Mitochondrial DNA rearrangements in RECG KO plants
In RECA1 KO mitochondria, aberrant recombination occurs frequently between repeats ranging in size from 62 to 84 bp and results in gross DNA rearrangements, which appear to be responsible for the phenotypic defects observed in RECA1 KO plants . Therefore, the similar phenotype of RECG and RECA1 KO plants, as described above, predicts that RECG KO mtDNA also undergoes gross DNA rearrangements. To test this hypothesis, we carried out structural analyses of RECG KO mtDNA and compared the results with those of RECA1 KO mtDNA.
A product resulting from recombination between 69 bp direct repeats existing in nad2 and atp9 loci of mtDNA, which appears as a 1.8 kb EcoRI fragment on DNA gel blots , was confirmed in a blot hybridized with nad2 probe in RECA1 KO lines (Fig. 5A). The blot showed that the 1.8 kb EcoRI fragment of the nad2-atp9 recombination product was hardly detectable in the RECG KO lines, while a weak 1.9 kb band was detected in both RECG KO lines (Fig. 5A). Since the RECG KO-specific 1.9 kb DNA fragment strongly hybridized to both an atp9 probe, which does not hybridize to the nad2-atp9 recombination product, and a ccmF probe (Fig. 5A), this fragment is likely to be the result of recombination between the atp9 locus and ccmF locus. Forty-seven base pair repeats at both loci are suspected to be involved in recombination (Fig. 5B and S4D Fig.), and the size of the recombination product is consistent with the size of the observed 1.9 kb ccmF-atp9 product. Because the ccmF-atp9 recombination product includes the 69 bp nad2-atp9 repeats (Fig. 5B), it hybridized weakly to the nad2 probe (Fig. 5A). The ccmF-atp9 product also appeared in the RECG KO lines with the sizes of the DNA products resulting from recombination between the 47 bp repeats when the mtDNAs were digested with HindIII or NdeI (S4A–C Fig.). PCR amplification of the ccmF-atp9 product from RECG KO plants and direct sequencing analysis of the amplified fragments showed that almost all of the recombination junctions were within the 47 bp repeats, yet the sequence similarity extended to the region flanking the repeat (S4D Fig.). These results indicate that the ccmF-atp9 recombination product, but not the nad2-atp9 recombination product, accumulates in the RECG KO lines.
A. mtDNA configuration at nad2, atp9 and ccmF loci. DNA from WT, RECG KO and RECA1 KO strains digested with EcoRI was probed using nad2, atp9 and ccmF probes, as indicated below the blots. The predicted structure and length of the major bands are indicated on the right. B. Schematic representation of the DNA structures detected in (A). The EcoRI fragments corresponding to the bands on the blot in (A) and the flanking regions are represented by solid black lines and dashed black lines, respectively. The EcoRI recognition sites are indicated by E. The positions of the probes used in (A) are indicated by thick gray lines. The boxes represent exons, and the lines between boxes represent introns or noncoding flanking sequences. The 69 bp and 47 bp repeats are indicated by black triangles and white triangles in the boxes, respectively. C. mtDNA configuration at the nad7 locus containing 79 bp repeats. DNA from each of the indicated strains was digested with SacII and probed using nad7 probe. The structure of the fragments is detailed in Odahara et al. . D. Production of deleted mitochondrial subgenome by recombination between repeats in nad7 and nad9. Left panel illustrates production of deleted subgenome by intramolecular recombination between direct repeats. Undigested DNA from WT and RECG KO strains was probed using nad7 probe. The asterisk denotes DNA corresponding to 11-kb subgenome. c.z., compression zone. E. The amount of DNA generated by recombination between mtIR (62 bp). Relative copy number of DNA resulting from recombination between mtIR per mitochondrial rpl2 DNA was measured by qPCR. WT was given a value of 1. The data represent mean of three replicates ± SD. *p<0.01 (versus WT).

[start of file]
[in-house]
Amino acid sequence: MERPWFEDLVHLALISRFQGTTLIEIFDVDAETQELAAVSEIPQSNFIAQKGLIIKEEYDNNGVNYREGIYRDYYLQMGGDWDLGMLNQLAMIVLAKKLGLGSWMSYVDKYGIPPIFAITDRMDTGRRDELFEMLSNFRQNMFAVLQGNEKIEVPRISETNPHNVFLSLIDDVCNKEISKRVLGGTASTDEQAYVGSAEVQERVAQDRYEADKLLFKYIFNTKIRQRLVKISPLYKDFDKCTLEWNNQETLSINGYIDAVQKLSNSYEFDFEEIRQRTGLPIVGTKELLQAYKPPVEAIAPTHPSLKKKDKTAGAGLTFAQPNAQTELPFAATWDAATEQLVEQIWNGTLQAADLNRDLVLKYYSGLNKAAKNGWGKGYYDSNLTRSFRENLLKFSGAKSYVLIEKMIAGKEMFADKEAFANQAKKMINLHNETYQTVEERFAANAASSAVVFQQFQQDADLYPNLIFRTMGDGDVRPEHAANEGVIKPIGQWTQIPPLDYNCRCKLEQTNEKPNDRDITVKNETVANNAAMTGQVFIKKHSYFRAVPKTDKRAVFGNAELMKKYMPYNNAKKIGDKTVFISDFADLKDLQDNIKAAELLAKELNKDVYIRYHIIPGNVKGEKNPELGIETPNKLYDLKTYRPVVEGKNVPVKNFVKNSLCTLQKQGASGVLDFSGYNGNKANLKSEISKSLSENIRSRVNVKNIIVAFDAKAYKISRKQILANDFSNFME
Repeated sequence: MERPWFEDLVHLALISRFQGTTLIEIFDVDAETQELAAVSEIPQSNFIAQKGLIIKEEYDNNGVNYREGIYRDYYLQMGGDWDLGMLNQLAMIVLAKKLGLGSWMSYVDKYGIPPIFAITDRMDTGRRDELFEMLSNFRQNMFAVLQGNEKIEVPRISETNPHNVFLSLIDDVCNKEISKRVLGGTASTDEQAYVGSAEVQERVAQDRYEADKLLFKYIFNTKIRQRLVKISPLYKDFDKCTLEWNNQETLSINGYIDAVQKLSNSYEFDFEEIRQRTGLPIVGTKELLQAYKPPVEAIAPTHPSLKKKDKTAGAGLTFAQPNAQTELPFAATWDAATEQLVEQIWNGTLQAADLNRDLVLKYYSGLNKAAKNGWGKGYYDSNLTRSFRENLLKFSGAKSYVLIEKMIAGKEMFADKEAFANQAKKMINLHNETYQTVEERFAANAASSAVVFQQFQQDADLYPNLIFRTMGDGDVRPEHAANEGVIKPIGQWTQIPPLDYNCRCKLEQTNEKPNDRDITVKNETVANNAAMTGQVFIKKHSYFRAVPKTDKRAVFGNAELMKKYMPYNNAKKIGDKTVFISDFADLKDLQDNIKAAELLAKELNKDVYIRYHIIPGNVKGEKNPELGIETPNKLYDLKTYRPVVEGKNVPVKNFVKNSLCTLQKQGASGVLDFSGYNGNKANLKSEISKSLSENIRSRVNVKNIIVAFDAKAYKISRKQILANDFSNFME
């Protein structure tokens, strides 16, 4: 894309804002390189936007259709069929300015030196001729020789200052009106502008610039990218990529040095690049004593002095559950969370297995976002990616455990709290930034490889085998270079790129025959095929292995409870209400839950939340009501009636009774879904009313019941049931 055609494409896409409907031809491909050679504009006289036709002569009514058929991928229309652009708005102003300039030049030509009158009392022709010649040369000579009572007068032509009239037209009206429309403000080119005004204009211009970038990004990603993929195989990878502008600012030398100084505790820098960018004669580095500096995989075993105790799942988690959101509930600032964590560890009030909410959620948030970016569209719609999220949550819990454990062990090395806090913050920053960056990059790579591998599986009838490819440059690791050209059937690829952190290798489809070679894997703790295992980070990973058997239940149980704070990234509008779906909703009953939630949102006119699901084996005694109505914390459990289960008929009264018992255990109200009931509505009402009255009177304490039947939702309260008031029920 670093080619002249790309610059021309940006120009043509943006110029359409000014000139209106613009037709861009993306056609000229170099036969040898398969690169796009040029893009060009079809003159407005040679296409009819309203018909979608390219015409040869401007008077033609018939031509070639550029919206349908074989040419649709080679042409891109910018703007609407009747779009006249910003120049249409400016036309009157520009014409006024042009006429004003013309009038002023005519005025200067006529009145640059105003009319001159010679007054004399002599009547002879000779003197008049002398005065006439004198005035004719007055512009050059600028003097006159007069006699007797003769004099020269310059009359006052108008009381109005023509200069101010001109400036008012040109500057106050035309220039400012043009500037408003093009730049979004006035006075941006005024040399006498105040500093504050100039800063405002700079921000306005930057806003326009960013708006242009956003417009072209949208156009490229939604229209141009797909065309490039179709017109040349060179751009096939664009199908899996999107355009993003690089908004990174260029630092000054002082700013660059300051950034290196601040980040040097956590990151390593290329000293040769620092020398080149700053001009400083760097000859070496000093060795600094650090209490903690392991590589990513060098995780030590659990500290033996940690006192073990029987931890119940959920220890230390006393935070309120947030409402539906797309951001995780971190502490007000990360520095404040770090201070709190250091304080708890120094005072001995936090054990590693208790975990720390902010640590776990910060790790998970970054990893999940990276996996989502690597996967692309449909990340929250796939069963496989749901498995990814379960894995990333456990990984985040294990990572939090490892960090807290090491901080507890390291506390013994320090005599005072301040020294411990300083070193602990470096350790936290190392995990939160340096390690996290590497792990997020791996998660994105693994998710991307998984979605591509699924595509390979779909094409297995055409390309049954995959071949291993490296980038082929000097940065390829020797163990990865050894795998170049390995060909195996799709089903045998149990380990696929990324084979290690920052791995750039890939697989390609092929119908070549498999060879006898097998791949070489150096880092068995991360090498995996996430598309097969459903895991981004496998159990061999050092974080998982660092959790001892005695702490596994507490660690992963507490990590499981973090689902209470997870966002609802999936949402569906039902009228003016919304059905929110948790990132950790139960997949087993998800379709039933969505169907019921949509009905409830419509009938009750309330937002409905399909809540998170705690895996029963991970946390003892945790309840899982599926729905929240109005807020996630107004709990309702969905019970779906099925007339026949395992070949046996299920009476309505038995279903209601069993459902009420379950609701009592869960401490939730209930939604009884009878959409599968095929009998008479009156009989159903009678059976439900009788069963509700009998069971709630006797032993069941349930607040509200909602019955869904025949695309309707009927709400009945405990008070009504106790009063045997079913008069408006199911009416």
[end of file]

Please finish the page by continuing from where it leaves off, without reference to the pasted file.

Next, we analyzed whether other hotspots identified in RECA1 KO mtDNA rearrangements  also induced recombination in the RECG KO plants. DNA gel blot analysis showed that recombination occurred between the 79 bp nad7-nad9 direct repeats in the RECG KO lines as well as the RECA1 KO lines (Fig. 5C). In the RECG KO lines, we also identified signals corresponding to 11 kb of deleted circular mtDNA (Fig. 5D), which is produced by recombination between the nad7-nad9 repeats, as reported in RECA1 KO plants . In addition, we carried out quantitative PCR (qPCR) analyses to assess the copy number of DNA resulting from recombination between 62 bp inverted repeats (mtIR), another hot spot located in the intergenic region of mtDNA . The results showed that the recombination at this locus was induced in the RECG KO lines and that the recombination level of one line was comparable to that of the RECA1 KO line (Fig. 5E). These results suggest that frequent mtDNA rearrangements, which associated with deletion in some cases, occur at multiple hot spots in RECG KO plants, and that some hot spots differ from those of the RECA1 KO plants.
Since the recombination described above can cause deletion of mtDNA, it is possible that the copy number of RECG and RECA1 KO mtDNA loci altered. To test this, we measured the copy number of three mitochondrial loci, rps4, nad6 and rpl2, by qPCR. The results showed that the copy number of each mtDNA locus varied in the RECA1 KO lines whereas increased in the RECG KO lines (S4E Fig.).
Repeat-mediated genomic instability in RECG and RECA1 KO mitochondria